It seems like there is a new muzzle device for the AR-15 coming to market nearly every week. That seems crazy since you would think that there is only so much you can do with the available gasses that escape the muzzle of an AR. However, manufacturers continue to come up with new ways to vector the gasses and balance the performance of these devices.
The Holy Grail in this pursuit is a device that keeps the muzzle perfectly neutral without kicking you in the teeth with concussive blast. All of this leads us to one of the newest devices on the market – the Z-Comp from Proto Tactical. So, is the Z-Comp (nothing to do with Zombies, thank goodness) that long awaited perfect muzzle device? Read on.
The Z-Comp is a hardeded 4140 steel muzzle brake with a black oxide finish from Proto Tactical. It derives its name from the roughly “Z” shaped ports that are visible from the side of the device. It has 3 ports (on each side) and 3 internal chambers. The 2 most forward ports have several small forward facing ports in the leading wall of the chamber. The front of the device is angled sharply forward.
The Z-Comp installs like any other muzzle device. It comes with a crush washer for installation. Proto Tactical recommends torqueing the device to around 30 pounds. Proto Tactical thoughtfully machined a line in the top of the device that makes it easier to time the device visually.
Observations from Use
This isn’t the Holy Grail, but it is a really, really good muzzle device. When you look at it, you think it is going to be an ear drum wrecker, but I am glad to report that it is not. In fact, it is one of the mildest brakes that I have tried in terms of sound and concussion to those around the shooter. Every person that has seen it in action has been surprised by how relatively quiet it is.
It is certainly noisier than a flash suppressor, but it isn’t anywhere near as bad as most of the brakes on the market. It produces more of a push than a sharp crack or concussive feeling. The noise is deeper than it is sharp. Hopefully that makes sense. The point is that it is fairly easy on those around the shooter and there is no noticeable increase in sound at the shooter’s position when outdoors. If I have the choice, I wouldn’t want to use the Z-Comp or any other brake indoors.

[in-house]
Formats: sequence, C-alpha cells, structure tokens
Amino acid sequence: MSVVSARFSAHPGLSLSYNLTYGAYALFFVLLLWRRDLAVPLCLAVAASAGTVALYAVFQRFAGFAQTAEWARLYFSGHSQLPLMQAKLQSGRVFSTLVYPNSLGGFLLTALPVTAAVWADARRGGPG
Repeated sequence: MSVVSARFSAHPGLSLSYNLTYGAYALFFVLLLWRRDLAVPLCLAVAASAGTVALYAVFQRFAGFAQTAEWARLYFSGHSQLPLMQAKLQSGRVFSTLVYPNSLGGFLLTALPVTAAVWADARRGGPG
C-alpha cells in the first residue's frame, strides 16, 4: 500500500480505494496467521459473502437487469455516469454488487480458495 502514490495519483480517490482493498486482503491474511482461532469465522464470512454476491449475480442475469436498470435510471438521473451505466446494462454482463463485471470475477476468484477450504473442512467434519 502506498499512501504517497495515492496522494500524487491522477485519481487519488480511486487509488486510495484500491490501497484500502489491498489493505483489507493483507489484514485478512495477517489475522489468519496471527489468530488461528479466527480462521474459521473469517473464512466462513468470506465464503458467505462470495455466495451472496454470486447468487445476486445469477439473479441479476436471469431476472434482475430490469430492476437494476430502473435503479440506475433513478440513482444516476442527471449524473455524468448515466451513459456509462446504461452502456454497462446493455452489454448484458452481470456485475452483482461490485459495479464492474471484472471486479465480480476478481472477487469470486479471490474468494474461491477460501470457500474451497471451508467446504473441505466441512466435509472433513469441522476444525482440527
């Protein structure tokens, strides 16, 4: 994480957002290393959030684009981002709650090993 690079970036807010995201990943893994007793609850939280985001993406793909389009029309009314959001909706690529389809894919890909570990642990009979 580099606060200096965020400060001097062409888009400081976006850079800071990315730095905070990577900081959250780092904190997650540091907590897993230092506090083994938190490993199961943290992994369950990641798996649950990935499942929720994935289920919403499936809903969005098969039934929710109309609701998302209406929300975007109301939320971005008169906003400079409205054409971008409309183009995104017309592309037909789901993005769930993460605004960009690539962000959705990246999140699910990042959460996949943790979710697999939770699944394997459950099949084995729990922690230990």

The Z-Comp offers a tremendous amount of muzzle control. The muzzle stays very level and a skilled shooter should find that they are able to run the trigger very quickly without waiting for their aim to settle. This effectiveness of this device approaches and exceeds that of some dedicated competition style brakes that I have tried without all the noise.
Recoil reduction is also impressive. The AR-15 doesn’t have a lot of recoil to begin with but Z-Comp does a great job of taming what little there is. Even with a loose hold on the carbnine, the Z-Comp just seems to anchor it in space. It does a great job of mitigating movement in all directions.
The closed bottom of the Z-Comp keeps ground signature to a minimum. You can certainly see things swirling around the brake but not to the extent of other brakes that I have tried. This will usually go hand in hand with the concussiveness of the brake – less concussive brakes seem to kick up less dust and debris.
The Z-Comp isn’t a flame thrower but it is certainly not a flash suppressor either. Low light performance will have a lot to do with the ammo that you choose. I didn’t test it in the dark, but dusk performance was not as flashy as most brakes.
I put the device in the hands of a few other shooters and tried to keep a careful eye out for clues as to how well it was working for them. At one point, we were shooting 2/3rds size steel silhouette targets from about 35 to 40 yards. Even the rustiest shooters were able to get hits quickly. There would often be 2 or more pieces of brass still in the air as the shooter was getting their next hit and the performance just seemed to get better as the shooter learned how the brake was going to behave. Eventually, you get used to the fact that you don’t have to wait for the sights to settle and then you can really pick up the pace.
Much of what makes a muzzle device good or bad to me comes down to how the makers balance the elements of performance that we look for in a muzzle device – muzzle control, recoil reduction, flash, and noise. This makes the process somewhat subjective because different people tend to place different values on the various elements based on their intended use or preferences. I can say that this is one of the best balanced devices that I have used. It offers an incredible amount of control without the overpowering noise that comes with devices that typically offer this much control.
The perfect muzzle brake hasn’t been made yet, but for me, the Z-Comp is as close as anything that I have tried. I hope that I am accurately portraying how impressed I am.
Check out the Z-Comp on ProtoTactical.com.